Last chapter. Job has all his blessing restored.
Job understands that he had no idea what he was talking about when he cursed the day he was born and challenged God to make a case for how his suffering was fair.
God’s presence has given him perspective on his existence and confidence that he is loved by a wonderful powerful God who is right across the details of life.
He takes back what he said, repenting of his words.
It’s still one of the hardest things, putting your victim status on the altar, giving that to God. When he repents, Job is still destitute and covered with sores.
Feeling sorry for your self, poetically disillusioned, is one of the few benefits of things going wrong. But in that we aren’t to sin, it doesn’t give us a get out of jail free card to lash out or be indulgent or selfish.
Jobs acceptance of God’s sovereignty is a remarkable, Christ-like act, like when Jesus stays silent during his trial and death, or – is it in the garden? – when he says ‘not my will but yours father’
I recall a lecturer at uni whose parody of the stupidity of Christianity was ‘i don’t know, I just believe‘. It’s exactly what job is saying, you won’t know, you just have to believe.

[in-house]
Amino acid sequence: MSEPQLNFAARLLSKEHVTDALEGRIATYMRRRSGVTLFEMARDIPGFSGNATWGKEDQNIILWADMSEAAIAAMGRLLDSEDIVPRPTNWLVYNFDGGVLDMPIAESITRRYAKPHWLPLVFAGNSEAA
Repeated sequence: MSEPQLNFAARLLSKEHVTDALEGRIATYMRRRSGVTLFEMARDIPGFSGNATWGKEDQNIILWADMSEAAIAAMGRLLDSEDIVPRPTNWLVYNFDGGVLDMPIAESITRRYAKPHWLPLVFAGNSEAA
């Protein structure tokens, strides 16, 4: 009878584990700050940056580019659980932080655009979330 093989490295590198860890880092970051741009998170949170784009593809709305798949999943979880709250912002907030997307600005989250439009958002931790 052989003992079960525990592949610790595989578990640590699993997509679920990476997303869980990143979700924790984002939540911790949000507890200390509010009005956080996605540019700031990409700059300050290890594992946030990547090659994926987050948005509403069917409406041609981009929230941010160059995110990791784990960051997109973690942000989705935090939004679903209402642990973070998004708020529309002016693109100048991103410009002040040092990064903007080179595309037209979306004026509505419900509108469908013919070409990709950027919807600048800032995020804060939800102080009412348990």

We need to wear that with pride and resist the temptation to tie life up with neat moral lessons like an Aesop fable, or a woman’s weekly article.
That remains the friend’s error, trying to construct a fake, watered down Christianity, that makes more sense but cuts out what God is actually saying and doing.
I’ve run my reading of Job in parallel with comments about the things in life that worry me, that I hope will turn out right.
Am I bad at giving up control? I think a lot of human mischief comes from wanting to control more than we can. We justify selfishness and lack of empathy for our need to feel in control of life’s circumstances.
We can wish, hope and pray for things to be different. Jesus cried great sobs wishing he didn’t have to drink his cup of suffering. But he stayed focussed, he drank it as from God.
I was always uncomfortable with the blessing that is restored to job. New kids to replace those he lost. Though we know from life I suppose how that eases the pain of loss without diminishing the uniqueness of the ones who die.
And though we know why it’s fair that job gets back his health, wealth and family, he doesn’t. And because of what he has had revealed of God he doesn’t need to.
The Lord gives and takes away, blessed be the name of the Lord. His first reaction got tested, tortured, questioned but ultimately, he learned not to demand God’s blessing.